Following the case against the US Marine Lance Corporal Joseph Scott Pemberton for killing Jennifer Laude, and the consequences of his deed with an engaged yet not biased eye, “Call her Ganda” demonstrates film-maker’s stance, as well as capacity to build a coherent and comprehensive narration. It leaves an important report that is still just a piece of a large puzzle

She was born Jeffrey Laude, died Jennifer Laude, but since she was a child, she called herself “Ganda” – pretty, beautiful – and required to be called that. Her death by hands of a US Marine lead to protests not only by the members of transgender community, but also to vehement questioning of the US – Philippines relation.

“Call Her Ganda” is screening at San Diego Asian Film Festival (SDAFF)

In October 2014, Jennifer Laude, a transgender woman in her twenties, went out with her friend Barbie to the Ambyanz disco bar in Olongapo. There she met a young US Marine Lance Corporal Joseph Scott Pemberton with whom she left. Later that night, Jennifer was found dead. Evidence acquired in the room pointed to Pemberton. The Laude family filed a murder complaint against Pemberton.

Laude’s murder became the last drop to tear up the damn of discontent with the way the Philippines are treated by the USA. The court proceeding was accompanied by protests pointing out the unjustified favourable treatment of US Marines in relation to the local justice system, while in the same time calling for decent treatment of the transgender people including sex workers. Laude became a symbol for inequality on multiple levels.

“Call Her Ganda”’s main voice belongs to Jennifer Laude’s family, friends and lawyers. It only makes sense that theirs is emotion, sadness, anger, the strongest belonging to the family members; for Jennifer and for the unknown members of the Philippines’ transgender community. These are balanced by the recollection of factual and legal information as stated in the police reports and judicial minutes, TV news. During the proceeding, no press was allowed at the hearings, so there is no direct footage or recording for media purposes. The film too had to rely on comments of the persons involved, and provides space to express their stance to Pemberton lawyer and family too.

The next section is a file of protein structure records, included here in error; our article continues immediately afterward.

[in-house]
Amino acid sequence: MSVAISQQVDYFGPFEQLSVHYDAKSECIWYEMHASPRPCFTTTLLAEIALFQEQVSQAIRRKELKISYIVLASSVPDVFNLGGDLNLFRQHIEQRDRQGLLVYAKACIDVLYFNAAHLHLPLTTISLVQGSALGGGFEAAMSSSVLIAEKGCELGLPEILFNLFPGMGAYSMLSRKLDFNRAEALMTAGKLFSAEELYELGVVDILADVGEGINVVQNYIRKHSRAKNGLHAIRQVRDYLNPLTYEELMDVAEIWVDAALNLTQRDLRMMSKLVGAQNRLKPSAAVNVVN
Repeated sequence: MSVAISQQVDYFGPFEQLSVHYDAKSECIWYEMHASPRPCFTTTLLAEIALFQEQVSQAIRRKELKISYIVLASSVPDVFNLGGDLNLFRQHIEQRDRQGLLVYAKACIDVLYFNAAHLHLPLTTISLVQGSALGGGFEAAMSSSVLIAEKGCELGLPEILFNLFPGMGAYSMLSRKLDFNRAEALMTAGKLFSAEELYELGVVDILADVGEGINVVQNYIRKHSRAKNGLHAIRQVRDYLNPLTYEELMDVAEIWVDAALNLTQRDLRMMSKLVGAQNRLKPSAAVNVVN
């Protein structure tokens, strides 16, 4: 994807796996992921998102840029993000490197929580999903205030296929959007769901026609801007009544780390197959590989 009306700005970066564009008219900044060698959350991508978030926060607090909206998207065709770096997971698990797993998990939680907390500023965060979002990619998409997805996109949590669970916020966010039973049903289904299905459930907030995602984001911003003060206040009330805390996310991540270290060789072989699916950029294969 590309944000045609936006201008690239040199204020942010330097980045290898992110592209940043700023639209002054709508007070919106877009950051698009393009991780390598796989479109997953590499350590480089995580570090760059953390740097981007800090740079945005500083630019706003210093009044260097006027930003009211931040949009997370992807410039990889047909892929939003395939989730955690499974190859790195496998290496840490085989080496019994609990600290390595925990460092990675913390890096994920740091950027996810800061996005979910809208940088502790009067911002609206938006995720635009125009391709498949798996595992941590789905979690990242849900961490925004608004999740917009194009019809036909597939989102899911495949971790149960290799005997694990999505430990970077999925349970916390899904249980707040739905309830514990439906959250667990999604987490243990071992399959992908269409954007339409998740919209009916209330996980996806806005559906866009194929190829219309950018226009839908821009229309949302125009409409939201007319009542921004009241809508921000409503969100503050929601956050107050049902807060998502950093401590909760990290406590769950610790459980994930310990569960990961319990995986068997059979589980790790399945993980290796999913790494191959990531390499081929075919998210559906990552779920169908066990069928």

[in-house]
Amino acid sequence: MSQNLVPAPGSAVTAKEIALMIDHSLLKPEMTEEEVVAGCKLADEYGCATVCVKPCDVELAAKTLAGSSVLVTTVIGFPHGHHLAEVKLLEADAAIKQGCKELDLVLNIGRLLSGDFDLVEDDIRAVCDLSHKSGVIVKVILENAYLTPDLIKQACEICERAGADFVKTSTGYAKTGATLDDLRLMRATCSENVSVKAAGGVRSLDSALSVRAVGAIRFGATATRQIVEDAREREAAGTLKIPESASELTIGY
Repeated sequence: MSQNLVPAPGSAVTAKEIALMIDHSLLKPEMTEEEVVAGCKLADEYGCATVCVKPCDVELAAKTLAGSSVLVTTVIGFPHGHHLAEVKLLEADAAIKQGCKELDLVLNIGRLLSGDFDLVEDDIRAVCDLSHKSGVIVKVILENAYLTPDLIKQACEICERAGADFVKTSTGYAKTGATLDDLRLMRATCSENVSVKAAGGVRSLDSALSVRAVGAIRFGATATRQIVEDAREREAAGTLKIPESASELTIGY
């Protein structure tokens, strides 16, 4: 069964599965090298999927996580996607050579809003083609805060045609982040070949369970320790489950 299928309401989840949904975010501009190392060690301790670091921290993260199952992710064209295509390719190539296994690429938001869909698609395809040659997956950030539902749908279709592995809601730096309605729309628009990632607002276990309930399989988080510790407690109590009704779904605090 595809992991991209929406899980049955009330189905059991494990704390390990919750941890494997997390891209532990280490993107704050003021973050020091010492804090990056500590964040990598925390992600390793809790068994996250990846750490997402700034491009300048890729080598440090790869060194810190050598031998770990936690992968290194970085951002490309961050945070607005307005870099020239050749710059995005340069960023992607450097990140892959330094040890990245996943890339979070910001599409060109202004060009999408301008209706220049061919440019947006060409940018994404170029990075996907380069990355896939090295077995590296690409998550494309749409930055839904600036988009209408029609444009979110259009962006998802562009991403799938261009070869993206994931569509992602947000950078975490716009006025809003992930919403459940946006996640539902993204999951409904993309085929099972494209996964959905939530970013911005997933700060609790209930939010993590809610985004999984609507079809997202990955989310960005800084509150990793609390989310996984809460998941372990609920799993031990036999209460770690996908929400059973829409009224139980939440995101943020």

Meredith Talusan, LGBT Staff Writer for BuzzFeed News, represents an important part of the narrative. Talusan looks further into how news and social media work to gain compassion for basically both parties involved (or to disgrace the other), and tries to find reason behind acts and procedures that anger one or the other party. She becomes the documentary’s narrator as she conducts her own investigation on the reactions the case incited.

Short excerpts from the history of the Philippines – USA relation, military educational videos, including videos “explaining” connection between presence of military personnel and prostitution and the explanation on brief history of the status of the transgender people in the Philippines add more of the context and suggest some of the roots of such a strong reaction of the local communities. What should not be overlooked is that before the first contact with European cultures and Christianity especially, transgender people in the Philippines enjoyed high social status. They were considered blessed and often took role of shamans, healers, or local community leaders.

“Call Her Ganda” may not offer a complex picture of Jennifer Laude’s death. Yet, it never even hints at this ambition. What it does instead of documenting a single crime, is that it looks at it as a symptom (or one of the symptoms) of an long-standing interdependence between several social and national groups: the Filipinos and the US Marines in general, and more specifically the Filipino transgender community or, the US Marines and the local transgender sex workers; PJ Raval follows Olongapo also in the aftermath of the Pemberton’s sentencing, with almost no Marines in the streets and economical drops leading to backlash against the trans community.

Taken from an even wider perspective, Call Her Ganda offers another drop into the pool of insights on how non-existence of dialogue, silent acceptance, and deaf ear can open doors to radical acts and choices. It also discloses some of the consequences of that infamously trendy “toxic masculinity” in action; a simple “am not interested in lady boy” might save you from the “shock” of (lady)penis and a sudden understanding of the concept of valid consent. Jennifer became another symbol for where the lack of will to understand if not accept can lead.